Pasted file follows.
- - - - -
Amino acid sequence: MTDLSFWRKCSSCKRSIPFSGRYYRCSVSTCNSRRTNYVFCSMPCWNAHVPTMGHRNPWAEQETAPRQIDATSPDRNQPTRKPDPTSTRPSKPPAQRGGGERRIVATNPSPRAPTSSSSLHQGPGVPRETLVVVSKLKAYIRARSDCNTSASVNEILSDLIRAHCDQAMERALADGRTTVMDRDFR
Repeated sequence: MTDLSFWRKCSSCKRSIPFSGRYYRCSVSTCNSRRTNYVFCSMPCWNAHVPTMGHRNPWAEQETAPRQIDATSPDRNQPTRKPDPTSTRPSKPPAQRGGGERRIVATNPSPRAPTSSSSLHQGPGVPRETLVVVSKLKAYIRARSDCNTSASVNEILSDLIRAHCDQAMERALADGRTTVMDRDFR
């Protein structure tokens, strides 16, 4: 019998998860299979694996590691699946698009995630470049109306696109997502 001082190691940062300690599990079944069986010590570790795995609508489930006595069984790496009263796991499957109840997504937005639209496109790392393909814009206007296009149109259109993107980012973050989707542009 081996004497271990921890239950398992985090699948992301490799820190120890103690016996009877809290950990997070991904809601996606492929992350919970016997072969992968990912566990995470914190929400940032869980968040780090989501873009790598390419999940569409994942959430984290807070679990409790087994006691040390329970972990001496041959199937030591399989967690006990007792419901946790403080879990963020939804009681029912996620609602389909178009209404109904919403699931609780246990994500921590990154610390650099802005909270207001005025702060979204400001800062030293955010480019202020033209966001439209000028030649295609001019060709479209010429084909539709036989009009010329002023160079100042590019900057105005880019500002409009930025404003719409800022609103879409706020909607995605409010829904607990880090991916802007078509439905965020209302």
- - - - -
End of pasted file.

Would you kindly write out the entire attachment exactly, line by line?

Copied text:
Amino acid sequence: MTDLSFWRKCSSCKRSIPFSGRYYRCSVSTCNSRRTNYVFCSMPCWNAHVPTMGHRNPWAEQETAPRQIDATSPDRNQPTRKPDPTSTRPSKPPAQRGGGERRIVATNPSPRAPTSSSSLHQGPGVPRETLVVVSKLKAYIRARSDCNTSASVNEILSDLIRAHCDQAMERALADGRTTVMDRDFR
Repeated sequence: MTDLSFWRKCSSCKRSIPFSGRYYRCSVSTCNSRRTNYVFCSMPCWNAHVPTMGHRNPWAEQETAPRQIDATSPDRNQPTRKPDPTSTRPSKPPAQRGGGERRIVATNPSPRAPTSSSSLHQGPGVPRETLVVVSKLKAYIRARSDCNTSASVNEILSDLIRAHCDQAMERALADGRTTVMDRDFR
């Protein structure tokens, strides 16, 4: 019998998860299979694996590691699946698009995630470049109306696109997502 001082190691940062300690599990079944069986010590570790795995609508489930006595069984790496009263796991499957109840997504937005639209496109790392393909814009206007296009149109259109993107980012973050989707542009 081996004497271990921890239950398992985090699948992301490799820190120890103690016996009877809290950990997070991904809601996606492929992350919970016997072969992968990912566990995470914190929400940032869980968040780090989501873009790598390419999940569409994942959430984290807070679990409790087994006691040390329970972990001496041959199937030591399989967690006990007792419901946790403080879990963020939804009681029912996620609602389909178009209404109904919403699931609780246990994500921590990154610390650099802005909270207001005025702060979204400001800062030293955010480019202020033209966001439209000028030649295609001019060709479209010429084909539709036989009009010329002023160079100042590019900057105005880019500002409009930025404003719409800022609103879409706020909607995605409010829904607990880090991916802007078509439905965020209302």